Permanent and immediate laryngeal voice loss, resulting from total laryngectomy can be psychologically devastating to the patient and family, generating feelings of stress, fear, and frustration (Brunner et al, 2016). In the immediate postoperative period, writing and lip read are the most commonly methods of communication used by patients. However, this surgery is often accompanied by neck dissection, resulting in neck swelling, which difficult the movement of the lips and limits limb mobility required for readable writing (Matos et al, 2009). In conclusion, these approaches may not be effective, leaving patients frustrated and unable to express their care needs (Brunner et al, 2017). Thus, communication between patients and health professionals becomes difficult, generates anxiety and anguish in the person and family and has implication in the process care. Specialized care is therefore required for this type of patients, especially those provided by nursing, highlighting the use of augmentative and/or alternative communication strategies (AAC).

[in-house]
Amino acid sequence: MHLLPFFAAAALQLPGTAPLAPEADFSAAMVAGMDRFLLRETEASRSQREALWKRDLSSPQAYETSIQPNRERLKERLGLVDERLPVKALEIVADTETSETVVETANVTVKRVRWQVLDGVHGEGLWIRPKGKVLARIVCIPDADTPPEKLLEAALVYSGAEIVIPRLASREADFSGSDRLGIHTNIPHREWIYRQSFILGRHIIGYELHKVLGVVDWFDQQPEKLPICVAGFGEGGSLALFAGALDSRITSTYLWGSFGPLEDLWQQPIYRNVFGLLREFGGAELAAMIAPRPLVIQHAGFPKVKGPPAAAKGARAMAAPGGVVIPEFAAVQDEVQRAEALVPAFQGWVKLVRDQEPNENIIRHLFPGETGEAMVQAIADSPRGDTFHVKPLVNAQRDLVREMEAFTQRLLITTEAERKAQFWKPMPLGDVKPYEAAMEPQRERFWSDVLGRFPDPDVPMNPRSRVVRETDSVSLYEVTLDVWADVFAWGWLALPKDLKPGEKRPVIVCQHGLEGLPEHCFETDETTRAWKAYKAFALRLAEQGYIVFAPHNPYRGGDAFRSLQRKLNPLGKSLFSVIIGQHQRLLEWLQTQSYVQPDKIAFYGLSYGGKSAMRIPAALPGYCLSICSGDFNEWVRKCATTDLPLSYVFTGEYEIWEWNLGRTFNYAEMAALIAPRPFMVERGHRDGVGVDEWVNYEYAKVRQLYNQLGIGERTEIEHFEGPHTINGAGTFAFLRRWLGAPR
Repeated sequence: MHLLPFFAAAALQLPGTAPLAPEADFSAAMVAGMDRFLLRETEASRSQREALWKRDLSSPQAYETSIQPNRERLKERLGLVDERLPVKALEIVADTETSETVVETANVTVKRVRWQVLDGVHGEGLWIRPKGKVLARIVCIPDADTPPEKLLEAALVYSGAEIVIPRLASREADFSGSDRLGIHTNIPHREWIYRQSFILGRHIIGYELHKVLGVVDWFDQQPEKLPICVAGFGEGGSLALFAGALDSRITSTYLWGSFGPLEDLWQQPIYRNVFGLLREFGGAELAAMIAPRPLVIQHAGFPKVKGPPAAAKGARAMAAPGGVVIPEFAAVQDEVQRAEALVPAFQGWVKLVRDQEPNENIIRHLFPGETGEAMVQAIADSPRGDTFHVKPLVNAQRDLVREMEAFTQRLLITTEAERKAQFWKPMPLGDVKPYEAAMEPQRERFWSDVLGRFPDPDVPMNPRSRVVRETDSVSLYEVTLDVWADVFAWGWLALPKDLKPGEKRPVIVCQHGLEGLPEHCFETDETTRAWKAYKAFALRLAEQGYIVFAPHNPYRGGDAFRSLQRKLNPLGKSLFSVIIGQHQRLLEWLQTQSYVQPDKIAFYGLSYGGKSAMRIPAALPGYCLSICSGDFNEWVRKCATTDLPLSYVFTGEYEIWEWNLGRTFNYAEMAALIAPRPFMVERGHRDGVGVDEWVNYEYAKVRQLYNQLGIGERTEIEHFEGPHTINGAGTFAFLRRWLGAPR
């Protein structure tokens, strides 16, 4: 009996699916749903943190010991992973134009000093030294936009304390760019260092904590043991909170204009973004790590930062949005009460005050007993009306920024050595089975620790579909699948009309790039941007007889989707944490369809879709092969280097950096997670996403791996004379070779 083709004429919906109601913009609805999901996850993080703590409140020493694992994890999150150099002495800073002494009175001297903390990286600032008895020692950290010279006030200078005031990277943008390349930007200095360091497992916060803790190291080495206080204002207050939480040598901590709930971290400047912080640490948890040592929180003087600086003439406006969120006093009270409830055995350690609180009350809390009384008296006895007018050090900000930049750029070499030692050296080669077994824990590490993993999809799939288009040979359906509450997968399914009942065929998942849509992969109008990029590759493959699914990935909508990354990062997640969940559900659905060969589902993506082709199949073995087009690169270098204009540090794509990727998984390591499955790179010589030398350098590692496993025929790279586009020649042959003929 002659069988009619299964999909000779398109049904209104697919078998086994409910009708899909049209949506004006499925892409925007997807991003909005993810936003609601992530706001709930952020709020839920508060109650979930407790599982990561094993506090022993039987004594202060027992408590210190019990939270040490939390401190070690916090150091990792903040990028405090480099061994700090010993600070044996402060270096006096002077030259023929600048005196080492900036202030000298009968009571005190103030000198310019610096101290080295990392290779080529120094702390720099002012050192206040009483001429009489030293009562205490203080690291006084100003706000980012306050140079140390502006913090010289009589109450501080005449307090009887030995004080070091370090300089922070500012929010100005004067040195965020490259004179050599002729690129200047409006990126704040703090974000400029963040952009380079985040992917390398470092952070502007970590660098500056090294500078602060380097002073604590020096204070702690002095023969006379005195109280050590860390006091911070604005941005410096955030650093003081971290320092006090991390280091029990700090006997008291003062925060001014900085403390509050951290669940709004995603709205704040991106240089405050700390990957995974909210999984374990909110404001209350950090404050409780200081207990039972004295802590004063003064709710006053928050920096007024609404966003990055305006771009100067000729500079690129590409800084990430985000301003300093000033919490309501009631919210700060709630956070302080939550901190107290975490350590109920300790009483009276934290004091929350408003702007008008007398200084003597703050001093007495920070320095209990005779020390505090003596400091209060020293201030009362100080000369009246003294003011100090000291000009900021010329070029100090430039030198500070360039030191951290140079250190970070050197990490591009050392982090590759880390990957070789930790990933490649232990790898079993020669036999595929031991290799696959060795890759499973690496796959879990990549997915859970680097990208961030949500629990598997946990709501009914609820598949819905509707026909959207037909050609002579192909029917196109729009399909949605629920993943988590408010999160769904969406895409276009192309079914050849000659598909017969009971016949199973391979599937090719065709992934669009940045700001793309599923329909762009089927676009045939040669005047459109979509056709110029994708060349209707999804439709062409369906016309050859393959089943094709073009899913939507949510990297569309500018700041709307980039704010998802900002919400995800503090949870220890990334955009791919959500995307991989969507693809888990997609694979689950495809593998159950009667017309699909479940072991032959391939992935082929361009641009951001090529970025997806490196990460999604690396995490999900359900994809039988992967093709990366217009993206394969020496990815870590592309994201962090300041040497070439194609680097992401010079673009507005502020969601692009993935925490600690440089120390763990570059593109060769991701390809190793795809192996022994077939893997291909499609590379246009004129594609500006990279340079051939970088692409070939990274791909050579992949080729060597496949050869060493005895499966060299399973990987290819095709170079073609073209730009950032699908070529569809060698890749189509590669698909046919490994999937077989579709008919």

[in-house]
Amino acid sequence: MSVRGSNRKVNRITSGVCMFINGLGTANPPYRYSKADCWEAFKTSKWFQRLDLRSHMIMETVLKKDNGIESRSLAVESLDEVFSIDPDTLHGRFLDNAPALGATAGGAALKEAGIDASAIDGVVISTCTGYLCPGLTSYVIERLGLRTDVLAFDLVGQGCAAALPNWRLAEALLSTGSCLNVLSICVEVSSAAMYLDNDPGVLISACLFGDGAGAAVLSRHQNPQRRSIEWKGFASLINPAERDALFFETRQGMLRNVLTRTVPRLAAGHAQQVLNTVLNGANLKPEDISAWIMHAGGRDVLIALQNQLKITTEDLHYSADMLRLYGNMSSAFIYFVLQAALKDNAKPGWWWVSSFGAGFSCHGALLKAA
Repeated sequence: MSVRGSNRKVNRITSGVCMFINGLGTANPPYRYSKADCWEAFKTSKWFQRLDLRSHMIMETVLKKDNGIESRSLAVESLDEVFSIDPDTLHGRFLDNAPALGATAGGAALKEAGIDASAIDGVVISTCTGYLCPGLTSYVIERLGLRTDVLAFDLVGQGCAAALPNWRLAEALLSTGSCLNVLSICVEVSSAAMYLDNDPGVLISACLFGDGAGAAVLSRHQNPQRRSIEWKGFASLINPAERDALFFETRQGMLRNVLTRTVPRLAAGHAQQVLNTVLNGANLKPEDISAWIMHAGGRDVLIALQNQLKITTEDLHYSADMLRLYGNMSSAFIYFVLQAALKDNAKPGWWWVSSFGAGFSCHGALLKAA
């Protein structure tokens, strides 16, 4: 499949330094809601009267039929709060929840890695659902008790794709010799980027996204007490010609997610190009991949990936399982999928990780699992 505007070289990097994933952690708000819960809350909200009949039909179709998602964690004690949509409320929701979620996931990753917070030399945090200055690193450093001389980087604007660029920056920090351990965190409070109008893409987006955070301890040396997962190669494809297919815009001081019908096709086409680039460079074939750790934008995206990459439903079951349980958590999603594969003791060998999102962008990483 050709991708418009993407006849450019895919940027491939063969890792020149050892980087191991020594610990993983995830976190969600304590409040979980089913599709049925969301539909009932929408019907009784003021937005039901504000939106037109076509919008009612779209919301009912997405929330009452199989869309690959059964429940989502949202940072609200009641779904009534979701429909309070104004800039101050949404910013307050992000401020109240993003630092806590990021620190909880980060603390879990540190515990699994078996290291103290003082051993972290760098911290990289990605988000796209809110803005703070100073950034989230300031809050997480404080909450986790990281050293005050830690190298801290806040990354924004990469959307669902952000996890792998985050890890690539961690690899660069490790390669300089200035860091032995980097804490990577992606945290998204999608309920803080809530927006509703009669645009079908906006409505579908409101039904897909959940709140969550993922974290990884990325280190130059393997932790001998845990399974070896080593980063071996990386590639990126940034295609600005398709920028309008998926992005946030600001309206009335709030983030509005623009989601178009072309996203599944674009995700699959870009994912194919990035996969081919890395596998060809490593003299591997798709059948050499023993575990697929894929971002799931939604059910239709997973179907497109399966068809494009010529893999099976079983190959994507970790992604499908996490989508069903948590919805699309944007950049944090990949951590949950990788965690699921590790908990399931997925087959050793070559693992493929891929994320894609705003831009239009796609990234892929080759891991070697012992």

A critical reflection based on the results of a previous review, were performed to identify which AAC strategies promoting effective communication in the laryngectomized patient.
Strategies identified as promoting effective communication include the use of low-technology and high-technology devices.
The use of AAC strategies improves the quality of care provided and allows a better understanding of the needs of the laryngectomized patient, which consequently will give them greater autonomy, control over their life and facilitating their adaptation. Beyond these implications for nursing, effective communication is a right of the individual and an essential component of the quality of care and patient safety.
Clinical trial identification
Legal entity responsible for the study
Ana Frade, Susana Miguel.
Has not received any funding.
All authors have declared no conflicts of interest.